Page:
Good Lord, it doesn't take long for a holiday to feel like a dim and distant memory does it? I'm only 2 days through my second week at work after returning from Peru and already I'm back to being overworked, sleep deficient with my 11am latte ritual has been re-established after being usurped by chamomile tea last week during those halcyon days when I was still optimistic about retaining that well rested feeling for a few weeks longer. What a naive fool I was!!
I had my weekly meeting with my manager, Ryan, this morning and since I've been going on about it for long enough I decided it was about time I vocalized my potential interest in any opportunities that may arise in San Francisco over the next 12 months, which got him quite excited at the idea of my leading a department out there. Um...steady on...I'm after more of a work life balance and I'm sure that running a department wouldn't exactly fit into that ambition, but we'll see. Senior types seem to making it something of a priority to get the west coast practice up to scratch, and there's a job advertised to for the practice lead - I was trying to coax Miles into applying as he doesn't seem to be having a great time of it at the moment, but he's having none of it - so I think my request was well timed, however I made it clear that I am not interested in rushing into anything. It feels good to get the ball rolling, but I'll have to see how the land lies with whoever gets hired to run the west coast division since I'd likely end up reporting into that person if I moved out there and who knows, they might hire an arse. It certainly wouldn't be the first time.
Anyhow, back to more Peru chat. After the arse numbing 7 hour journey from Puno we arrived in Cusco just before 3pm and by 3.30pm we were checked into our hotel, the Cusco Plaza II, by which I was pleasantly surprised since I was ready for the worst after some of the negative reviews on TripAdvisor, but it seemed okay, basic but fine like most of the hotels we stayed in on our Peru trip and it was well located a short walk from the main square.
After strict instructions to be back in the hotel lobby by 6pm for the Inca Trail orientation with our trail guide, Efraim, we set out to explore the Cusco.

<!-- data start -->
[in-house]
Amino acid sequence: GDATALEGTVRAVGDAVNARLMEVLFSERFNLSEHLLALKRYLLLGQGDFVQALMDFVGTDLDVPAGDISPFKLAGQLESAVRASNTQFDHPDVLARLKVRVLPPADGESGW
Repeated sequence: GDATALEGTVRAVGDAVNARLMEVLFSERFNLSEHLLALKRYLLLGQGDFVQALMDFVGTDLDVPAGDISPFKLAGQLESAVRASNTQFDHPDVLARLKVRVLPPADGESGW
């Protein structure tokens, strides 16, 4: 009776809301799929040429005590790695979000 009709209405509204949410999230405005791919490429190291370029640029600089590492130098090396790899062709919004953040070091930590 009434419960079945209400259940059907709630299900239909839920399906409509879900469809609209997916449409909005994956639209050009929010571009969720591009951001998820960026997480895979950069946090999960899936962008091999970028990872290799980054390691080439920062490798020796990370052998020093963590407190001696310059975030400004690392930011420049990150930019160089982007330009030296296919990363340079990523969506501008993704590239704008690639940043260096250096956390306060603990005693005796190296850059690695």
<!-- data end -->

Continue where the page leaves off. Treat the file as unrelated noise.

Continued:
Cusco is an incredibly pretty city with a population of about 400,000. It also appears to over-index on women working in the manicure/pedicure/massage business, because you can't go anywhere without being solicited about your interest in such a service. It drives you mad after a while!!
We took a tour of the cathedral, which is well worth the S./25 admission, however they unfortunately have a very strict no photography policy, so sadly I don't have any photos to share.
The cathedral was completed in 1654 and, like much of Cusco the cathedral, was built on Inca foundations, or to be more precise, on the foundations of Kiswarkanchar, the Inca palace of Viracocha, who was king of Cusco about a century before the Conquistadors discovered the city.
The Incas worshiped many animals they considered to be sacred and went so far as to design some of their cities in the shape of some of these animals with Cusco apparently designed in the shape of a crouching puma signifying the city's importance as a center of worship. Ornamental lamp posts adorned with puma faces can be found around the main square.
You can see the original Inca bricks at the base of many of the buildings around Cusco.
We made it back to the hotel with 10 minutes to spare before our Inca Trail orientation. In total there would be 11 of us doing the trail together, Jamie, Sarah, Melissa and I, plus 7 members of the other multi-national group we came across when we visited Amantani.
The orientation started well with Efraim, our guide, letting us know that we'd take it easy. The fastest porter may well have completed the whole 46km in a mere 3hours 45minutes - 2004 porters race - but we would walk 12km on the first day, 12km on the second, 16km on day 3 and a mere 6km on day 4. "Piece of cake," said Efraim.
He reassured us that we would be taking frequent breaks and that the longest we would walk without coming across a bathroom would be 4hours. I didn't plan to eat much on the trail to minimize my need for bathroom breaks as much as possible.
I was feeling pretty good about the trail, my fears had abated as Efraim spoke. "I can do this," I thought, "it will be fine." Sure the bathrooms may well be 'nasty' on occasion, but I'd get through it, I'd be fine. That is, until he started talking about how on the 3rd day we'd descend 1000metres in altitude and that it wouldn't be easy. Phrases like 'ankle breakers' and 'knee killers' were casually tossed around to my horror.
What the hell was I doing?
Suddenly Melissa and I both felt really scared of the days ahead and it was with butterflies zooming around my stomach that I picked up my duffel for the trail - we were allowed to pack 6kilos only which the porters would carry, anything more would have to be carried by ourselves in our daypacks - and put my name down to hire a walking stick!!
Ashen faced our group headed out for dinner at Nuna Raymi restaurant before returning to the hotel to pack our duffels, weeding out unnecessary fleeces and toiletries so as to make the 6kilo weight for the next day in Ollantaytambo and the following 4 days on the trail. Eeeek!!!